Pokemon Go is all the rage right now. “Gotta catch them all!” This may work for Pokemon, but it does not work in business. But why!?! isn’t that how we get the most profit, by trying to get the most customers? Well, yes and no.
While I was in college, one of our assignments was to make a business plan for a mock business. One group sold chocolate. Their target market was anyone who likes chocolate. On the surface that sounds reasonable. They were, after all, selling chocolate. So, what’s wrong with this strategy? Who wouldn’t want to appease everyone who likes chocolate, get a bunch of new customers, and make a profitable business, right!?!…wrong!
Not all chocolate is the same. A Hershey’s chocolate bar is very different than a Godiva chocolate truffle. They also attract a different kind of customer. The person who likes Godiva chocolate is willing to pay a premium for high-quality ingredients. That customer is very different from the customer who is picking up a Hershey’s bar in the checkout line. So, what would happen if both these brands changed their strategy to appeal to ‘anyone who likes chocolate’. They would both flop!
Not everyone wants every kind of chocolate
If Hershey’s tried to be like Godiva they would have to raise their prices, change their recipes, and re brand their bars. This would alienate their customers who want an inexpensive bar of chocolate. ‘Oh, I guess they don’t want my business, they jacked up their prices!’If Godiva were to decrease their prices, change their recipe, and re brand their truffles they would alienate their customers who want a high quality indulgence. ‘This is not what I paid my hard earned money for’. When you try to please everyone, you alienate your loyal customers.
When trying include everyone does not work
A great example is Target. A recent decision to allow persons into the bathroom of the sex they identified with, sent their stock prices plummeting. (You can find some numbers here)
This decision may have included the .02%-.05% of the population which identifies as transgendered. However, it alienated many women, who account for 85% of consumer purchases according to Parker in this recent study: Marketing to Women: Surprising Stats show purchasing power and influence
Target is adding additional single occupancy bathrooms into many of their stores. This is to accommodate their customers who do not feel comfortable with the new Target bathroom policy. There’s a key fact Target’s critics are completely missing
Once this roll-out is complete a more in-depth cost benefit analysis can be done. A few questions to ask would be: Does this bring back the customers who left due to the bathroom policy? If so, are our profits back to where they were before the policy change or are they higher? If profits are higher, are they high enough the justify the expense of the additional bathroom installation?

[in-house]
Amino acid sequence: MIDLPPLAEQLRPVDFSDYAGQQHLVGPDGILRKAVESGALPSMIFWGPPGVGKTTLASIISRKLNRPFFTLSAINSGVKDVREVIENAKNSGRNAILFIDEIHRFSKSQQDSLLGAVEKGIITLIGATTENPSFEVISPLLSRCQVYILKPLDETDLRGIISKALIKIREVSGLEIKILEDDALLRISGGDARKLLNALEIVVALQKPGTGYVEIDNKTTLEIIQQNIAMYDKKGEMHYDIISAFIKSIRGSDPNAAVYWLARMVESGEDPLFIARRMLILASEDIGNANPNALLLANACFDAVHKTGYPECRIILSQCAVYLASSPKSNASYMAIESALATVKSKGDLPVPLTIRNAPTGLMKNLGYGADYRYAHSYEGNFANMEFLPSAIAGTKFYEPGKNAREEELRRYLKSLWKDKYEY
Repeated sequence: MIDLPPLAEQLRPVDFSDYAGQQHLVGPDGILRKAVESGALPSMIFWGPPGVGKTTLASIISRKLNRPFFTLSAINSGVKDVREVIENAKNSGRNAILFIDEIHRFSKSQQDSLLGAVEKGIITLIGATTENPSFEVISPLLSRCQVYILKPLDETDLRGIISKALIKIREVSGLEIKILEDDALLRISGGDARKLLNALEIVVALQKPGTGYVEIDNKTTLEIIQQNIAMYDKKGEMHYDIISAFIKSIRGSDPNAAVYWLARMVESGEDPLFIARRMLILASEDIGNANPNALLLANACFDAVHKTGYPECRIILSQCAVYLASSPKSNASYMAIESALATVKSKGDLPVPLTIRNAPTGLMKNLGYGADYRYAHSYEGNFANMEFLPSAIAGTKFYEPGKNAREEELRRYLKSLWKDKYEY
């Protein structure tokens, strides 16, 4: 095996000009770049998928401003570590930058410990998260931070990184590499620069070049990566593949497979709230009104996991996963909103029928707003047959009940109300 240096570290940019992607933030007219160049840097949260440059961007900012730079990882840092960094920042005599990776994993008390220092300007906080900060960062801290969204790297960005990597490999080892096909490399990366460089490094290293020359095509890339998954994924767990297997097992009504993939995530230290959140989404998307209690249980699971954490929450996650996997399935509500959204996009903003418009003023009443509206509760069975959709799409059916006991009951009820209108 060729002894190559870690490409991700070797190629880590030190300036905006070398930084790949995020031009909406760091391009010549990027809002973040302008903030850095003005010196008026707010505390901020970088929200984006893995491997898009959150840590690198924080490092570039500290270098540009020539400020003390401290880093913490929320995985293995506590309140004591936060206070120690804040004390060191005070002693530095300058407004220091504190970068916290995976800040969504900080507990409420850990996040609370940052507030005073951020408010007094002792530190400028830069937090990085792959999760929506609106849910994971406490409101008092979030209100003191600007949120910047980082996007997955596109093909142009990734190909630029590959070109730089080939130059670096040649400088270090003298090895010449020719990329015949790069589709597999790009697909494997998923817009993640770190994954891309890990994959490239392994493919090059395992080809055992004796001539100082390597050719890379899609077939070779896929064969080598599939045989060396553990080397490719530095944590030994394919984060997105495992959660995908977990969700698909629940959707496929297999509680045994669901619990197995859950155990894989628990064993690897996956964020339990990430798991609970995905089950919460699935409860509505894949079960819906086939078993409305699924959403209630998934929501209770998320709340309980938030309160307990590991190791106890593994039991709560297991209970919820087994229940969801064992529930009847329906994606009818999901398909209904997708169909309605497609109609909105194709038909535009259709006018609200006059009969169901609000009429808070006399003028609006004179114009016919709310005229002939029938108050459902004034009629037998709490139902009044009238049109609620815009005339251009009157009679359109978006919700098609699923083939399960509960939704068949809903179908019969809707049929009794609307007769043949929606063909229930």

**** My decision to include Target in these examples is purely because they are a good example of the point I’m trying to make. You can’t please everyone. I’m not trying to be political here. ****
Many years ago Cadillac made a little ‘hot rod’ called the Cimarron. The Cimarron was a poorly executed attempt by Cadillac to gain the market share of economy car buyers. You can read more details about it here.
So, what’s so bad about Cadillac trying to appeal to the budget conscious consumer. Why not increase your market share when you can right? That’s how you make money! That’s how you blow away the competition! Well, they alienated their customer base. Cadillac’s are sweet luxury rides for those who can afford them. Driving a Cadillac says ‘I’ve made it big, and I have the ride to prove it!’ If you can afford said Cadillac, gas mileage and economy are not in the fore front of your mind when considering this purchase.
Cadillac does big luxury cars very well, its one of their core competencies. They have a reputation for this. So…why tarnish that reputation with the Cimarron? This isn’t what they do, it isn’t even their niche?
Why did they do it!
The economy was bad during that time, and desperate times called for desperate measures. However, from a business standpoint, it was not a good decision. By making an economy car, Cadillac associated its brand with economy and inexpensive. This alienated its customer base and tarnished its brand.
So, how does this translate to you? How do I avoid the mistakes made by Cadillac and Target? There are a few things you can do.
Know your target market well!
First, and foremost, know who they are! Know what makes them tick. What are their wants and needs when it comes to your products and/or services? Why do they come into your store versus your competitions? Make sure you are ensuring that they feel valued and appreciated. Listen to them. Know what keeps them coming back.
Know your competition
Make sure you know who they are, and who they aren’t. You need to compare apples to apples. Here’s an example, purses. A customer purchasing a coach purse has very different expectations, than a customer buying a person from Wal-Mart. They need to be catered to differently. They have different needs and wants. If you try to charge coach prices at Wal-Mart it will back fire. If you try to knock down the price of a coach purse, (and the quality, and the service) it will backfire.
Learn from these mistakes
You know that saying, ‘history repeats itself’. Well, you don’t need to be repeating history here. Know what they did wrong, and don’t try to repeat it thinking ‘well I can do this better’. Don’t make decisions out of desperation to try to gain more market share. Don’t be that guy!
I know sometimes its hard to say ‘I want every chocolate eating customer!’. However, there is a lot of competition out there, and a lot of different types of chocolate 🙂 Know your customer, and make chocolate for them. I hope this has helped you grow your business, or at the very least, avoid a mistake 🙂